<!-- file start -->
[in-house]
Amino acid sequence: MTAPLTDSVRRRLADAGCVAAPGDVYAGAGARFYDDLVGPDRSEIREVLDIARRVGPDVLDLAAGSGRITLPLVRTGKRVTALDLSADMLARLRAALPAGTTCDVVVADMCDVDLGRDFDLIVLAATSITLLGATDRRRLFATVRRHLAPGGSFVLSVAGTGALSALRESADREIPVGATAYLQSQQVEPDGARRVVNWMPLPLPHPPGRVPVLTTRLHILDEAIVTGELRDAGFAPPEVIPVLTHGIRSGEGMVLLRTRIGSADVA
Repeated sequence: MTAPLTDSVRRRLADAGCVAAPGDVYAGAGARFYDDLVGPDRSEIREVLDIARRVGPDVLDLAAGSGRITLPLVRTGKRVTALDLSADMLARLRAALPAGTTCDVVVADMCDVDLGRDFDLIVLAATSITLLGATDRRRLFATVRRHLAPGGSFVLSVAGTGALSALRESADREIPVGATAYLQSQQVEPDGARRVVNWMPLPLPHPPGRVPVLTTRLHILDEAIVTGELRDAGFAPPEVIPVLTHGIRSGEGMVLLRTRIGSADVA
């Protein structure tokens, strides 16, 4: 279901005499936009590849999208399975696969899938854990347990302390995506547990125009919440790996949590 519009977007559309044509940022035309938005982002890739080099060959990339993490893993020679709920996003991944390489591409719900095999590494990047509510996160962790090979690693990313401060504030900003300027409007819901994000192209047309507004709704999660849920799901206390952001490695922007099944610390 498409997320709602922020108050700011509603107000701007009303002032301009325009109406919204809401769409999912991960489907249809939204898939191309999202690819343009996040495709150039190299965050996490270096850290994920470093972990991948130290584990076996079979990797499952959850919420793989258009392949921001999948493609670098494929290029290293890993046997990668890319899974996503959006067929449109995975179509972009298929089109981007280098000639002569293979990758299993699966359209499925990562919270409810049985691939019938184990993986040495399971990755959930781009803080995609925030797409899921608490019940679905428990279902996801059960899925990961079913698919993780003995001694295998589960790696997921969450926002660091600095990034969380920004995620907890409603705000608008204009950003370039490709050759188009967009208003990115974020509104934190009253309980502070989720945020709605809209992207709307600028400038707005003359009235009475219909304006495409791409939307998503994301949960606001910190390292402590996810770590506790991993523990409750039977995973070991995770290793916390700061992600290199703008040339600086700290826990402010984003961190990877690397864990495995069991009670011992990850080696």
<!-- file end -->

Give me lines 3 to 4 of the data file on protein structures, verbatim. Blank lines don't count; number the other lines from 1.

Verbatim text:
Repeated sequence: MTAPLTDSVRRRLADAGCVAAPGDVYAGAGARFYDDLVGPDRSEIREVLDIARRVGPDVLDLAAGSGRITLPLVRTGKRVTALDLSADMLARLRAALPAGTTCDVVVADMCDVDLGRDFDLIVLAATSITLLGATDRRRLFATVRRHLAPGGSFVLSVAGTGALSALRESADREIPVGATAYLQSQQVEPDGARRVVNWMPLPLPHPPGRVPVLTTRLHILDEAIVTGELRDAGFAPPEVIPVLTHGIRSGEGMVLLRTRIGSADVA
């Protein structure tokens, strides 16, 4: 279901005499936009590849999208399975696969899938854990347990302390995506547990125009919440790996949590 519009977007559309044509940022035309938005982002890739080099060959990339993490893993020679709920996003991944390489591409719900095999590494990047509510996160962790090979690693990313401060504030900003300027409007819901994000192209047309507004709704999660849920799901206390952001490695922007099944610390 498409997320709602922020108050700011509603107000701007009303002032301009325009109406919204809401769409999912991960489907249809939204898939191309999202690819343009996040495709150039190299965050996490270096850290994920470093972990991948130290584990076996079979990797499952959850919420793989258009392949921001999948493609670098494929290029290293890993046997990668890319899974996503959006067929449109995975179509972009298929089109981007280098000639002569293979990758299993699966359209499925990562919270409810049985691939019938184990993986040495399971990755959930781009803080995609925030797409899921608490019940679905428990279902996801059960899925990961079913698919993780003995001694295998589960790696997921969450926002660091600095990034969380920004995620907890409603705000608008204009950003370039490709050759188009967009208003990115974020509104934190009253309980502070989720945020709605809209992207709307600028400038707005003359009235009475219909304006495409791409939307998503994301949960606001910190390292402590996810770590506790991993523990409750039977995973070991995770290793916390700061992600290199703008040339600086700290826990402010984003961190990877690397864990495995069991009670011992990850080696």